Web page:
Composer and lyricist Robert Lopez's first collaboration with Matt Stone and Trey Parker resulted in The Book of Mormon, which earned them all Tonys and turned them into the toast of the town. Their follow-up is tonight's South Park, "Broadway Bro-Down," in which Randy Marsh discovers his love for Broadway musicals and ends up writing one of his own. Vulture chatted with the Avenue Q creator about tonight's South Park, his upcoming projects, and the mystical nature of Jameson.
South Park works on a famously tight schedule. Was it hard to adjust to that pace?
Actually, it was remarkable how much the day-to-day working process was just like working on Book of Mormon. It felt a lot like that — except the whole thing was just compressed. What was different was all the design aspects and watching decisions get made about animation and charter design, that was really cool. That was something I'd never [been involved with] before. ... I also got to do a couple of voices. I'm the voice of a little kid that wears a life preserver, and I'm this guy at a bar who explains to Randy what musicals are.
Both Book of Mormon and Avenue Q are about people finding their purpose or their missions. Is Broadway now Randy's purpose? Or is this like his obsession with the Food Network?
Well, it's sort of a topsy-turvy take, where Randy gets obsessed, but they discover that something seemingly innocent is actually a big conspiracy. I wouldn't call this a musical episode, though. It's got songs in it, but it's more like, what if Broadway was really designed to do this nefarious thing?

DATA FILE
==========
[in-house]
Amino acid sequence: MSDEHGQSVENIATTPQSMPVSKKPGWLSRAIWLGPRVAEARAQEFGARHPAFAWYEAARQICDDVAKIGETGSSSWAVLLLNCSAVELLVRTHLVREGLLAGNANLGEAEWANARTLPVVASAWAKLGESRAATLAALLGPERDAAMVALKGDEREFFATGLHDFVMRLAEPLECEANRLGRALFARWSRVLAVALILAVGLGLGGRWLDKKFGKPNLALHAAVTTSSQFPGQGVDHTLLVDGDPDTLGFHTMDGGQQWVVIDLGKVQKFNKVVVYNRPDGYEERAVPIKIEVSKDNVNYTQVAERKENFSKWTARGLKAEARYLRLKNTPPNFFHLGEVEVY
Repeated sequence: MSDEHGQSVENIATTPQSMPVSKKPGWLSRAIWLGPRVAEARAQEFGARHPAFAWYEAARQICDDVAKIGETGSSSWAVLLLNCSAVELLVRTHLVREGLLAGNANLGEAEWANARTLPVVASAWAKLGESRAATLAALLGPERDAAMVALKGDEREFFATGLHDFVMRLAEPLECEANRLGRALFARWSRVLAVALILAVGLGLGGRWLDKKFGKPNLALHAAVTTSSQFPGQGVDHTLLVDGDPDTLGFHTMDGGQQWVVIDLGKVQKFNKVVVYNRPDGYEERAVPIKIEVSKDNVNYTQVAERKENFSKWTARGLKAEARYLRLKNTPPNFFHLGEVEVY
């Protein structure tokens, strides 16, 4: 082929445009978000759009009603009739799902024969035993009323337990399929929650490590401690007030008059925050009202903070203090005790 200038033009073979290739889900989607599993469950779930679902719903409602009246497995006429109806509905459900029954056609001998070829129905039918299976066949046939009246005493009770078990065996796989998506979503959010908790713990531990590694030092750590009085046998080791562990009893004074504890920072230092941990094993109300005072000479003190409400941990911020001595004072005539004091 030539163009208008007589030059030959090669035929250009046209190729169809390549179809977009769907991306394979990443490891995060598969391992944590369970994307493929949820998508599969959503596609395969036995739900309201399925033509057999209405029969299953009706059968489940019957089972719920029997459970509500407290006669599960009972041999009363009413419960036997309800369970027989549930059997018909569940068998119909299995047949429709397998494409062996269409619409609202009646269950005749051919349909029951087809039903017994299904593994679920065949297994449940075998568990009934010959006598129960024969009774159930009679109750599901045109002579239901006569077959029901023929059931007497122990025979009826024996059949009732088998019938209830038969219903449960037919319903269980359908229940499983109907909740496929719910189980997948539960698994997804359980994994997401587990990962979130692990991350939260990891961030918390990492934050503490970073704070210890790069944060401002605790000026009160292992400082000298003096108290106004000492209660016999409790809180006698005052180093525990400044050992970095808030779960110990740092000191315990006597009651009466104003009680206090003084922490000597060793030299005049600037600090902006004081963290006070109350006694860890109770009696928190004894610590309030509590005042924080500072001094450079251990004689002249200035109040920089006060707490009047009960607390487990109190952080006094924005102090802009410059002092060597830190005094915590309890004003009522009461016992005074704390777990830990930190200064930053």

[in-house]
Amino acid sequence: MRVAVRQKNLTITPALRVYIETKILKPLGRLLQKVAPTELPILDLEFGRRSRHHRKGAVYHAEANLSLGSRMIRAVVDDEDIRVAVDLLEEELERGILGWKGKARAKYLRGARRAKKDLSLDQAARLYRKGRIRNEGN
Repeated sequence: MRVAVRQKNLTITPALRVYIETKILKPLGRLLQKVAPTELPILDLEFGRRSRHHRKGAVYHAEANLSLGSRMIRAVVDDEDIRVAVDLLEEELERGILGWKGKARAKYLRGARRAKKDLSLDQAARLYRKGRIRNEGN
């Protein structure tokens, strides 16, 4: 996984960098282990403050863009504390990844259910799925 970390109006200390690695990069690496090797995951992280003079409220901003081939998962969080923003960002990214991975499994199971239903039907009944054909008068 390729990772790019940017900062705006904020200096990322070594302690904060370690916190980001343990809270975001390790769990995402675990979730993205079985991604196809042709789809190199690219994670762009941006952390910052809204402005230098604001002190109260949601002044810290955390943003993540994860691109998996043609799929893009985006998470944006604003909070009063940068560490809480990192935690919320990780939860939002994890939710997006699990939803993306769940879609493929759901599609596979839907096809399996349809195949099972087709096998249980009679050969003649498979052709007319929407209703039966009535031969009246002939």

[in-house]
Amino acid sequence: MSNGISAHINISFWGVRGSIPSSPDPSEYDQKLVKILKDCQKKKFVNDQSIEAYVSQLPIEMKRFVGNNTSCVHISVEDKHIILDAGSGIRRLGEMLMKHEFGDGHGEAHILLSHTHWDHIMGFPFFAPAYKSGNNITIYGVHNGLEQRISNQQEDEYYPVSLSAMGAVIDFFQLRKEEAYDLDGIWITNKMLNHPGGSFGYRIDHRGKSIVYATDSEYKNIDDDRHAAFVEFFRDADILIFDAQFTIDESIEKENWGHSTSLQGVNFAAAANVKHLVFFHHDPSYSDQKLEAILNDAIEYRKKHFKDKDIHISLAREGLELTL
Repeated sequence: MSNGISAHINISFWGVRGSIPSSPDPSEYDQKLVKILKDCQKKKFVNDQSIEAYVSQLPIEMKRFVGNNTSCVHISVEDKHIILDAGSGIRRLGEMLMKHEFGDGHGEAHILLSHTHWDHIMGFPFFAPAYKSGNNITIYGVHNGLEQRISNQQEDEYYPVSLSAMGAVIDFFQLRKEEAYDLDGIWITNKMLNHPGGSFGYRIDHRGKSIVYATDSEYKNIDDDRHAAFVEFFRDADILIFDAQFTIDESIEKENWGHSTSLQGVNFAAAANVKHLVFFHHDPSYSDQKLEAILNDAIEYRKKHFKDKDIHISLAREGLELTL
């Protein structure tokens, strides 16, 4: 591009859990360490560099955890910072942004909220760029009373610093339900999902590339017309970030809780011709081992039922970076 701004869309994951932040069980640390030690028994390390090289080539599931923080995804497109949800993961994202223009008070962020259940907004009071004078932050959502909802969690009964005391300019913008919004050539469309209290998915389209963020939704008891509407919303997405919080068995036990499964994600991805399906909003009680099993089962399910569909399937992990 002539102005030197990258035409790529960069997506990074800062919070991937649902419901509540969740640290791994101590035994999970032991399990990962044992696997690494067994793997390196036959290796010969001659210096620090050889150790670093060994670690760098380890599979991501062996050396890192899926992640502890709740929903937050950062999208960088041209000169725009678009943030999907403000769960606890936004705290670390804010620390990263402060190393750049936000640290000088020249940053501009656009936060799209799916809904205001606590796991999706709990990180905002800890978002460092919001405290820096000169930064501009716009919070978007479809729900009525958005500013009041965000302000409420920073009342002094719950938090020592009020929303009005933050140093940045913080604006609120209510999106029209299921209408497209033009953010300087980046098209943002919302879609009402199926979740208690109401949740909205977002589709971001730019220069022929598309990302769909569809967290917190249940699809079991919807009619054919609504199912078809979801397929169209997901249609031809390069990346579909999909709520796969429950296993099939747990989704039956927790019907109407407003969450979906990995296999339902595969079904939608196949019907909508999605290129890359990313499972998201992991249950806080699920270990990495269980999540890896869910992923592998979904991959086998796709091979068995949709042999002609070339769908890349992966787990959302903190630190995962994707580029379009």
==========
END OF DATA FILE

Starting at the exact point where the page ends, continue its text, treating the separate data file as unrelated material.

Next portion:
So you went out to work on the show, but it's not even a musical episode?
Well, we started with no idea at all. Just sitting around on Thursday, trying to bang ideas out of our heads for five hours.
You started from scratch?
Every episode starts from scratch!
I know, but I figured, like, if there was a special episode in place or something, there'd already be some idea ...
Nope, it wasn't even a given that there would be songs in it. I was going out to guest write for a week, to celebrate and enjoy our success together [laughs]. ... I had this idea in my back pocket, that it'd be funny if we did a musical about a kid who craps his pants. But then they did it last week! ["Bass to Mouth" has a story line about a kid who soils himself.]
Does that happen a lot, where you discover you, Matt, and Trey are all secretly thinking the same thing?
Actually, it was bizarre. At the beginning of the season, there was the episode where Stan was becoming an alcoholic, and the secret society of cynics was about to make him drink Jameson — and I was watching it, and at that very moment, I was pouring a Jameson.
Did it make you less cynical?
I'm not that cynical, really! Trey can get cynical, but I'm not really a cynic.
Are there more South Parks in your future?
Not this season, but maybe in future seasons. They seem to have a good time with me, and I have a great time with them.
So what is in your future?
I'm working on a couple of movies, a live-action musical for Disney, possibly another animated Disney movie, and a Broadway show [called Up There] that's like Annie Hall meets Cirque du Soleil. It's a romantic comedy with a huge theatrical twist. I'm working on that with my wife, Kristen. It's about a guy's brain, his mind, his inner consciousness — the whole chorus is his brain, so it's kind of like Cats, but with a story. He has these crazy inner thoughts, but the guy doesn't express himself, so the girl has no idea what he's thinking. Which is how things are in real life.